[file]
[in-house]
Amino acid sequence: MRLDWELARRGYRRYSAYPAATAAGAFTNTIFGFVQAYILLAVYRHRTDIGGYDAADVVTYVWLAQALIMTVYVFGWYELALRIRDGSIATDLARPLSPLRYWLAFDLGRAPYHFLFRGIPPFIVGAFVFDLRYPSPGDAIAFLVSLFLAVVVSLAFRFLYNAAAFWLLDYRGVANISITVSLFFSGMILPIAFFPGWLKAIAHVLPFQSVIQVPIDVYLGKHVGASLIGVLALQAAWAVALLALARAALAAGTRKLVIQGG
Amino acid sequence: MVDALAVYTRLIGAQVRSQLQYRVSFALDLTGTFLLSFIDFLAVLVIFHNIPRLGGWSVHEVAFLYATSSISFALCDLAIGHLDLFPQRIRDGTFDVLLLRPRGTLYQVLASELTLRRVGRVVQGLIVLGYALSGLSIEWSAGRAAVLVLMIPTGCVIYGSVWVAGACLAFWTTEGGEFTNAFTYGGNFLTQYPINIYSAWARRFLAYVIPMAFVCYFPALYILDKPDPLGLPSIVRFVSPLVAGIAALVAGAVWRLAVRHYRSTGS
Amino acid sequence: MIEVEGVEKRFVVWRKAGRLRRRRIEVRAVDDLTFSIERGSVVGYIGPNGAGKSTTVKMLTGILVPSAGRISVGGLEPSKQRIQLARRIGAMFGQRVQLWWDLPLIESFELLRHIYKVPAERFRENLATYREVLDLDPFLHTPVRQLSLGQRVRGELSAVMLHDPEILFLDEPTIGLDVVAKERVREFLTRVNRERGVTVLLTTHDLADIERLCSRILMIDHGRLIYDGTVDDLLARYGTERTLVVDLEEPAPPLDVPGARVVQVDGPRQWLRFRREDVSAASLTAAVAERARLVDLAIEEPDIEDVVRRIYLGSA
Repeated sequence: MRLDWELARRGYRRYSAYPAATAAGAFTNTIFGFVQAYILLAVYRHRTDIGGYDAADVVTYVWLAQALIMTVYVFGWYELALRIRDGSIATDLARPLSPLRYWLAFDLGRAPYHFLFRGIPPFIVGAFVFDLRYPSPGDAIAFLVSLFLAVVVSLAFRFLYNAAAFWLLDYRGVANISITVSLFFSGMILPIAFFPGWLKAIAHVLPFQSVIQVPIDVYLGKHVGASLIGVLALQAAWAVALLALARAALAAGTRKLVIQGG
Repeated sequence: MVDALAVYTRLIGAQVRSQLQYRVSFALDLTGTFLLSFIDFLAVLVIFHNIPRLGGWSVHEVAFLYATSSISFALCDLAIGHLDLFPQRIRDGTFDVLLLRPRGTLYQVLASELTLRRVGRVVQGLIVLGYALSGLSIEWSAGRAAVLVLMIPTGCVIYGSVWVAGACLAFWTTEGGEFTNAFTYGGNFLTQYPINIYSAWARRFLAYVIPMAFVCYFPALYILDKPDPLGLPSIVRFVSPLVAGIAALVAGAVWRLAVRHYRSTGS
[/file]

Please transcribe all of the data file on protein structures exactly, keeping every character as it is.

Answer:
[in-house]
Amino acid sequence: MRLDWELARRGYRRYSAYPAATAAGAFTNTIFGFVQAYILLAVYRHRTDIGGYDAADVVTYVWLAQALIMTVYVFGWYELALRIRDGSIATDLARPLSPLRYWLAFDLGRAPYHFLFRGIPPFIVGAFVFDLRYPSPGDAIAFLVSLFLAVVVSLAFRFLYNAAAFWLLDYRGVANISITVSLFFSGMILPIAFFPGWLKAIAHVLPFQSVIQVPIDVYLGKHVGASLIGVLALQAAWAVALLALARAALAAGTRKLVIQGG
Amino acid sequence: MVDALAVYTRLIGAQVRSQLQYRVSFALDLTGTFLLSFIDFLAVLVIFHNIPRLGGWSVHEVAFLYATSSISFALCDLAIGHLDLFPQRIRDGTFDVLLLRPRGTLYQVLASELTLRRVGRVVQGLIVLGYALSGLSIEWSAGRAAVLVLMIPTGCVIYGSVWVAGACLAFWTTEGGEFTNAFTYGGNFLTQYPINIYSAWARRFLAYVIPMAFVCYFPALYILDKPDPLGLPSIVRFVSPLVAGIAALVAGAVWRLAVRHYRSTGS
Amino acid sequence: MIEVEGVEKRFVVWRKAGRLRRRRIEVRAVDDLTFSIERGSVVGYIGPNGAGKSTTVKMLTGILVPSAGRISVGGLEPSKQRIQLARRIGAMFGQRVQLWWDLPLIESFELLRHIYKVPAERFRENLATYREVLDLDPFLHTPVRQLSLGQRVRGELSAVMLHDPEILFLDEPTIGLDVVAKERVREFLTRVNRERGVTVLLTTHDLADIERLCSRILMIDHGRLIYDGTVDDLLARYGTERTLVVDLEEPAPPLDVPGARVVQVDGPRQWLRFRREDVSAASLTAAVAERARLVDLAIEEPDIEDVVRRIYLGSA
Repeated sequence: MRLDWELARRGYRRYSAYPAATAAGAFTNTIFGFVQAYILLAVYRHRTDIGGYDAADVVTYVWLAQALIMTVYVFGWYELALRIRDGSIATDLARPLSPLRYWLAFDLGRAPYHFLFRGIPPFIVGAFVFDLRYPSPGDAIAFLVSLFLAVVVSLAFRFLYNAAAFWLLDYRGVANISITVSLFFSGMILPIAFFPGWLKAIAHVLPFQSVIQVPIDVYLGKHVGASLIGVLALQAAWAVALLALARAALAAGTRKLVIQGG
Repeated sequence: MVDALAVYTRLIGAQVRSQLQYRVSFALDLTGTFLLSFIDFLAVLVIFHNIPRLGGWSVHEVAFLYATSSISFALCDLAIGHLDLFPQRIRDGTFDVLLLRPRGTLYQVLASELTLRRVGRVVQGLIVLGYALSGLSIEWSAGRAAVLVLMIPTGCVIYGSVWVAGACLAFWTTEGGEFTNAFTYGGNFLTQYPINIYSAWARRFLAYVIPMAFVCYFPALYILDKPDPLGLPSIVRFVSPLVAGIAALVAGAVWRLAVRHYRSTGS